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Bill would revamp visa process to help U.S. travel industry

WASHINGTON – A bill introduced Tuesday in Congress seeks to promote international tourism to the United States while requiring new layers of security for nations that are granted the easiest access.

The measure would balance the desire of the U.S. travel industry for more overseas visitors with the need to ensure homeland security. Nations wanting to remain or be added to the “visa waiver” program would be required to meet airport security standards and upgrade passports and other travel documents.

The bill is a reworked version of the Jobs Originating through Launching Travel Act, or JOLT Act, that was introduced in previous sessions of Congress but ran into challenges from the State Department and the Department of Homeland Security.

Rep. Joe Heck, R-Nev., a sponsor with Rep. Mike Quigley, D-Ill., said the measure was rewritten in part to address security concerns, and to recognize that the State Department already has taken steps to speed visa processing in key countries.

“It’s difficult because there is a lot of concern about foreign travelers in general,” Heck said in an interview. “It’s a much more difficult environment now than it was two years ago. But we think by utilizing electronic passports and the visa waiver program you actually increase the level of security and safety and that’s the angle we’re going to pursue moving the bill forward.”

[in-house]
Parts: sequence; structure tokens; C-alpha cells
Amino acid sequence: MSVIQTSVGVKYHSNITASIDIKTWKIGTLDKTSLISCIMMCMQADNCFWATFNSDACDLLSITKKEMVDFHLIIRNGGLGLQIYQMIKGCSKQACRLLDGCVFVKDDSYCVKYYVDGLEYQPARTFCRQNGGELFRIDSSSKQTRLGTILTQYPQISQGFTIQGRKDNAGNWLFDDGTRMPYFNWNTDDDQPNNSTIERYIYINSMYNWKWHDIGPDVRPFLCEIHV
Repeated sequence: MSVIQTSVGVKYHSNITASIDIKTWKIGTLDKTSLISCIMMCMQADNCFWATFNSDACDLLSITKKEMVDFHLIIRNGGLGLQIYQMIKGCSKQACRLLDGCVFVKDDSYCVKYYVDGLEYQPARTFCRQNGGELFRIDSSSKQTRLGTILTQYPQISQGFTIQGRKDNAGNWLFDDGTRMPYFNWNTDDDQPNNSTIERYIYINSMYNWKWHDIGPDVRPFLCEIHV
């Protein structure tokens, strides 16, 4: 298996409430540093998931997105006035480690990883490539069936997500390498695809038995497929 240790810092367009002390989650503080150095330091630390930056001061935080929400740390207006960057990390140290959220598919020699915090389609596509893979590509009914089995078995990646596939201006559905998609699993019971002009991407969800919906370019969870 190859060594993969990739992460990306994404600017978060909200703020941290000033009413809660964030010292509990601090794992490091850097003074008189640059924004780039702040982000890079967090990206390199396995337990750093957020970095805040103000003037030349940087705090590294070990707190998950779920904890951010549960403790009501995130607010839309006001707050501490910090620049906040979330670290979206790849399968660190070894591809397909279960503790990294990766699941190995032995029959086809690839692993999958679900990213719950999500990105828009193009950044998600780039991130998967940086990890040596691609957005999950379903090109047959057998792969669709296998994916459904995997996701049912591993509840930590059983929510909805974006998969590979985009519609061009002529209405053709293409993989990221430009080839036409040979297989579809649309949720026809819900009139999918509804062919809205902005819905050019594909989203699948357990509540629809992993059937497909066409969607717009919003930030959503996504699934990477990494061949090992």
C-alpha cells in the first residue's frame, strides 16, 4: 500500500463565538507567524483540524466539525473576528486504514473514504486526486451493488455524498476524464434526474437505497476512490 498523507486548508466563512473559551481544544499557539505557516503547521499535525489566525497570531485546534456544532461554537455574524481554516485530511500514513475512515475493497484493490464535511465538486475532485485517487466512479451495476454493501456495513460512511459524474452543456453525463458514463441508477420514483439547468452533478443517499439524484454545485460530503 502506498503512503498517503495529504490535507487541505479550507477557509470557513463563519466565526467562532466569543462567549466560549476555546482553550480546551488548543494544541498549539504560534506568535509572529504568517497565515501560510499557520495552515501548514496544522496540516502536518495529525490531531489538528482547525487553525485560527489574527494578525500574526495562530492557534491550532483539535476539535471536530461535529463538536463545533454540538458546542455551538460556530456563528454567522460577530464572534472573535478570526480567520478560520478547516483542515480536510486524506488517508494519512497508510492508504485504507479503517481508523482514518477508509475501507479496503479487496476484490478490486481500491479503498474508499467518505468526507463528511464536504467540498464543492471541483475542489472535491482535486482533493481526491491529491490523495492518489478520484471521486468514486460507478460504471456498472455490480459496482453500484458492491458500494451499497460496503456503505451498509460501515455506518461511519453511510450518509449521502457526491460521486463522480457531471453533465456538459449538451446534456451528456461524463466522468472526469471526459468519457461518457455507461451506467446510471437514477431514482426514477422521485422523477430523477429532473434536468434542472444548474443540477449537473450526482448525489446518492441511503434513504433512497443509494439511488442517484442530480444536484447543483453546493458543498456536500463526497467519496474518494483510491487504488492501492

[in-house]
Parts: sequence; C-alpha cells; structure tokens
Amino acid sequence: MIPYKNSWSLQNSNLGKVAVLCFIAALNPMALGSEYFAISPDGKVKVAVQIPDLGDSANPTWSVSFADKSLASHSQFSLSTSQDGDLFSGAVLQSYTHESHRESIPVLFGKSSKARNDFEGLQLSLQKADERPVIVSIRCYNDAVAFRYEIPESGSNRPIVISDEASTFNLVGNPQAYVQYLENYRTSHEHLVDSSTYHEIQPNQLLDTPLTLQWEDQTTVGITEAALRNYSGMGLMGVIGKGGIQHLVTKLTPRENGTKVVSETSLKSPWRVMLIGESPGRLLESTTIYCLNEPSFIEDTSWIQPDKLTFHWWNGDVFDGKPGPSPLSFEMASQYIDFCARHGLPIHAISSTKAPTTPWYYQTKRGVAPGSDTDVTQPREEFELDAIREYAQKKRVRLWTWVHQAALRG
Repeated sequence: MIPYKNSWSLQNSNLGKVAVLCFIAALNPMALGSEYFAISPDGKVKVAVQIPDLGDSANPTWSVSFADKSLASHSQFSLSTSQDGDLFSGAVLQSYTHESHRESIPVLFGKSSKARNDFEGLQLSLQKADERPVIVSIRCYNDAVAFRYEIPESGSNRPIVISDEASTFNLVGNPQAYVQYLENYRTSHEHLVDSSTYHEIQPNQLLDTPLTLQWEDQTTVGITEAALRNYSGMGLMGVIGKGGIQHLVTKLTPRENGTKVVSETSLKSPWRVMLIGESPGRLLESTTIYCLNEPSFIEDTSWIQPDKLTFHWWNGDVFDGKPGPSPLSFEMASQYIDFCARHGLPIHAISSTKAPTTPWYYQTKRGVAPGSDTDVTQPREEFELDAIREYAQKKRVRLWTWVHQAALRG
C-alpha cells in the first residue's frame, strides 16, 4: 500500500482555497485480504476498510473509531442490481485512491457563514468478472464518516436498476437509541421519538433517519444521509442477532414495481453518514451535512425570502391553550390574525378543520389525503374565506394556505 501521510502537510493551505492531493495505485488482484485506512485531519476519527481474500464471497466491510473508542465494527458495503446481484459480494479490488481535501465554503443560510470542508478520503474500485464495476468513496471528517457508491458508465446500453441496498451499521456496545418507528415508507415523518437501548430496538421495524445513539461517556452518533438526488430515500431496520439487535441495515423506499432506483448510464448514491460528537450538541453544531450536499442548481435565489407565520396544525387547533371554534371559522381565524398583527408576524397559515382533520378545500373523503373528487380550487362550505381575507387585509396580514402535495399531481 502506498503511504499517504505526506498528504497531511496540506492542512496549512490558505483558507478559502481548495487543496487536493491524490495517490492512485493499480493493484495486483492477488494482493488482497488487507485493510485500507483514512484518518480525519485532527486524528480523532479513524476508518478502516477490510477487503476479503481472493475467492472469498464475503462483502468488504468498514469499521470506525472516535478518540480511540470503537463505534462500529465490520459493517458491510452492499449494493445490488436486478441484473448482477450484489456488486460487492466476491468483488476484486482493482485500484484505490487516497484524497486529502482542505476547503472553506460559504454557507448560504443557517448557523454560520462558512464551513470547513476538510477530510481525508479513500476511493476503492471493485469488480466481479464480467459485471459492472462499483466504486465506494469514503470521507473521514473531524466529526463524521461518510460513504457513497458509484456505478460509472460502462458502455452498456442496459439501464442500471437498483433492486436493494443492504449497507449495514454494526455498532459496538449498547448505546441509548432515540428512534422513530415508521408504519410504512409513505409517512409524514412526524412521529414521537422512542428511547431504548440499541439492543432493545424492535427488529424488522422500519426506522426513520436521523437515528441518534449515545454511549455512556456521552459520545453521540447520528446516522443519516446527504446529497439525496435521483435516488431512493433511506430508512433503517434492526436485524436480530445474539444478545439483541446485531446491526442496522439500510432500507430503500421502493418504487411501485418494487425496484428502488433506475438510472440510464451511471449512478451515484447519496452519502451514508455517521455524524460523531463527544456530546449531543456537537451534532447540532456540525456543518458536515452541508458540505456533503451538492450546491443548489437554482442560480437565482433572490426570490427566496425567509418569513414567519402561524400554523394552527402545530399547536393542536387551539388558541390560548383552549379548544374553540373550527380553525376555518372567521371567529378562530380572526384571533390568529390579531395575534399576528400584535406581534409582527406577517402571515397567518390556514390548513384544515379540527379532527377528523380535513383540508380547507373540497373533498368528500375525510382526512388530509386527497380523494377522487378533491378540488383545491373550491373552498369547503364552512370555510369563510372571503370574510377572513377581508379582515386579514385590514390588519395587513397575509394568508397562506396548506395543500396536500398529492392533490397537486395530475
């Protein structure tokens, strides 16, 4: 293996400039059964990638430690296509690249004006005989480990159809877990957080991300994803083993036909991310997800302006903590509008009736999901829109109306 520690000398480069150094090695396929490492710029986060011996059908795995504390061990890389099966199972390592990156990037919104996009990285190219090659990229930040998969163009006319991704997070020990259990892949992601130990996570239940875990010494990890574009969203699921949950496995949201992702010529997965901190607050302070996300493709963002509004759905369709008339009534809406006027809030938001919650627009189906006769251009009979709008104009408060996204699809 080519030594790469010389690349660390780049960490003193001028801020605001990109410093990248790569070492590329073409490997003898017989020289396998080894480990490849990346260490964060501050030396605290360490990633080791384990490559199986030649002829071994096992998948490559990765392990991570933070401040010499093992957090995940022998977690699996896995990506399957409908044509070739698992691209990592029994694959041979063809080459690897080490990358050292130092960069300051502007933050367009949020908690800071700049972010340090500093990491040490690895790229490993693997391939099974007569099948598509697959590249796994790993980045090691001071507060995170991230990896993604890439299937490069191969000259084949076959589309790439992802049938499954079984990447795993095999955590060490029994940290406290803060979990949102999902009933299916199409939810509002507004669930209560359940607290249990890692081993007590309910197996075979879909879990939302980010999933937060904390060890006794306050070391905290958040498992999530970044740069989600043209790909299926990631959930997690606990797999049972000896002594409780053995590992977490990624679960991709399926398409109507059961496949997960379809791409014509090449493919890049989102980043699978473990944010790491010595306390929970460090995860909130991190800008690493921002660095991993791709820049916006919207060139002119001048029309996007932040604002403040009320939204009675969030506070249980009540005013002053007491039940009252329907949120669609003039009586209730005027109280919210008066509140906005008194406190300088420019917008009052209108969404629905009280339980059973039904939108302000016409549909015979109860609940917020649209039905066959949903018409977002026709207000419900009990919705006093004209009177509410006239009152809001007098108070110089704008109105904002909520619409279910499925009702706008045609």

“There are still provisions in there that we think will increase international travel and tourism,” Heck said.

The bill was endorsed by the U.S. Travel Association that has been lobbying to expand the visa waiver program that in 2013 brought 19.5 million travelers to the United States, 61 percent of all overseas visitors. Citizens of 38 countries are eligible for visa-free entry to the United States.

Under the bill, nations wanting entry into the visa waiver program would be required to meet mandatory security standards at their airports and in how they issue travel documents. The standards now are discretionary for waiver nations but would be made mandatory under the bill. The program would be renamed the Secure Travel Partnership Program to further underscore the shift in focus.

At the same time the State Department and Department of Homeland Security would be encouraged to expand the Global Entry Program that allows pre-approved low-risk “trusted travelers” to bypass traditional customs inspections and use automated kiosks instead.

The legislation would set a goal for U.S. consulates overseas to interview 90 percent of visa applicants within 10 days, a standard already being met in many parts of the world following a State Department push in recent years. It would require the department to complete a two-year test program to conduct certain visa interviews by videoconferencing.

In a nod to “snowbirds” who migrate annually to Las Vegas and other sunny climes, the bill would allow certain visitors from Canada to remain in the United States for up to 240 days. The limit now is 180 days.

Contact Stephens Washington Bureau Chief Steve Tetreault at stetreault@stephensmedia.com or 202-783-1760. Find him on Twitter: @STetreaultDC.

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